If you have both federal and private student loans, for example, be aware that these loans cannot be consolidated together. You can consolidate federal loans through the Department of Education, but private loan consolidation companies will only be able to consolidate private loans.
Weigh the Pros and Cons
If you decide to refinance your student loans, one possible drawback is that you might end up paying more in the long-term. This is because by signing on for a longer payback period, the interest on your balance has more time to rack up.
On the other hand, your monthly payment could drop considerably. For example, if you owe a combined total of $50,000, you could save less than $1000 annually. Additionally, by consolidating your loans you’ll have the security of having a fixed interest rate, rather than having a number of loans whose interests fluctuate according to the current whims of the market. Considering the highly precarious state of the global economy, this is an incomparable asset.
There’s also the added convenience of only having to make one payment per month. Finally, although some people think that consolidation is a similar process to bankruptcy, it doesn’t cast any shadows on your credit rating whatsoever. (For similar reasons, student loans are the one debt that is not forgiven in a bankruptcy proceeding.)
Be Aware Of Your Credit History
Your potential for refinancing student loans may depend on your past record of paying back debts, so get a rating from at least one of the Big Three ratings companies, a process that should cost less than fifty dollars.  People often assume that having had few credit cards or making a few late payments will tank your credit, but this isn’t true. Making steady car or rent payments, for example, can give you upstanding ratings, so seek out the actual numbers rather than second-guessing yourself.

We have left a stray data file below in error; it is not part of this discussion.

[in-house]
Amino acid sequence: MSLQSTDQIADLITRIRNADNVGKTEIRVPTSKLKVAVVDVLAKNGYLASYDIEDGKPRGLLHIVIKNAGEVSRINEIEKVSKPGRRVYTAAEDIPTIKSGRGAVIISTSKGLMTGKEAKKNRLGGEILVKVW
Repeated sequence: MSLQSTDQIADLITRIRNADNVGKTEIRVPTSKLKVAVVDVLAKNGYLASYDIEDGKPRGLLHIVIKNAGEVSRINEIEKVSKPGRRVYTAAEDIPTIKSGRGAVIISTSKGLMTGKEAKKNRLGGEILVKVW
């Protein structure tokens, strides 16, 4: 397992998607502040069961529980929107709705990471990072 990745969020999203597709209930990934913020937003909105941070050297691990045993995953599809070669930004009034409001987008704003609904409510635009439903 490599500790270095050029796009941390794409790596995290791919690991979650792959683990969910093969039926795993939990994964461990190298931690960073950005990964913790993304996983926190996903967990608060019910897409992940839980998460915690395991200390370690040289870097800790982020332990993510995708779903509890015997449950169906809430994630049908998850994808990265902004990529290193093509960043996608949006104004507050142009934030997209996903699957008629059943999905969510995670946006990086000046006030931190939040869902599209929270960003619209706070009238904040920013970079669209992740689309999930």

If you discover your rating issub-par, all is not lost. You can almost always refinance with the aid of a reliable co-signer.
Feel Confident in Your Ability To Repay
Signing up for a refinanced student loan won’t do any good if you’re not sure of the road to repayment. As a rule, you should have at least $2000 per month in documented income to apply for consolidation, so if your job status is uncertain, you may want to hold off.
This is an even greater concern if you’re bringing a cosigner into the picture, as defaulting will negatively affect their credit rating. On the other hand, making a year of payments on time will relieve your co-signer of any liability, so if you feel solid in your imminent earning power, let your possible co-signers know.
Arm Yourself With the Necessary Paperwork
There are a number of services out there to help you get back onto your feet, but count on having at least the following documentation on the ready:

-Names and contact info of all relevant schools

-Detailed personal contact information.

-Social security and driver’s license numbers.

Whether you only took out a few thousand for community college or went in deep for a Ph.D., chances are debt consolidation may work for you. Make sure you do your homework and avoid rushing towards a hasty decision and you’ll be back on a steady course in no time.